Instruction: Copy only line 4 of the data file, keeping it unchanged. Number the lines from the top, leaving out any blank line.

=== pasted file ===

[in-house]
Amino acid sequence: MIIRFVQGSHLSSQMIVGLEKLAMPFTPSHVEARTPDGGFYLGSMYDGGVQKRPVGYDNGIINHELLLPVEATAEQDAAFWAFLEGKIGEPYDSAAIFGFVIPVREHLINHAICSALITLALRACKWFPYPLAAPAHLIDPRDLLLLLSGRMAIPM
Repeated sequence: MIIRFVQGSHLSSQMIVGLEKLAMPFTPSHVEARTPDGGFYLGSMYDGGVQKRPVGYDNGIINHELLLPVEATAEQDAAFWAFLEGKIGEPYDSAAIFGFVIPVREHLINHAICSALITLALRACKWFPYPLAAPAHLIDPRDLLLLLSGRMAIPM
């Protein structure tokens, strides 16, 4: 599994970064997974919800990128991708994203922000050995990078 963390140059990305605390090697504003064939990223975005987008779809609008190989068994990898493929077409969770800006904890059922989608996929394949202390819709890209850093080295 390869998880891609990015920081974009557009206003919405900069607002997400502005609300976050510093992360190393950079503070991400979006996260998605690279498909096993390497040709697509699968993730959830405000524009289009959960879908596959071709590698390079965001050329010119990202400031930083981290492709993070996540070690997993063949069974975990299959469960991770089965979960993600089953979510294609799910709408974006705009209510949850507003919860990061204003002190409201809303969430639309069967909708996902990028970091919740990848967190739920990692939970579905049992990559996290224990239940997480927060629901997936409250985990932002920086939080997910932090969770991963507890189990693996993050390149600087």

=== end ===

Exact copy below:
């Protein structure tokens, strides 16, 4: 599994970064997974919800990128991708994203922000050995990078 963390140059990305605390090697504003064939990223975005987008779809609008190989068994990898493929077409969770800006904890059922989608996929394949202390819709890209850093080295 390869998880891609990015920081974009557009206003919405900069607002997400502005609300976050510093992360190393950079503070991400979006996260998605690279498909096993390497040709697509699968993730959830405000524009289009959960879908596959071709590698390079965001050329010119990202400031930083981290492709993070996540070690997993063949069974975990299959469960991770089965979960993600089953979510294609799910709408974006705009209510949850507003919860990061204003002190409201809303969430639309069967909708996902990028970091919740990848967190739920990692939970579905049992990559996290224990239940997480927060629901997936409250985990932002920086939080997910932090969770991963507890189990693996993050390149600087």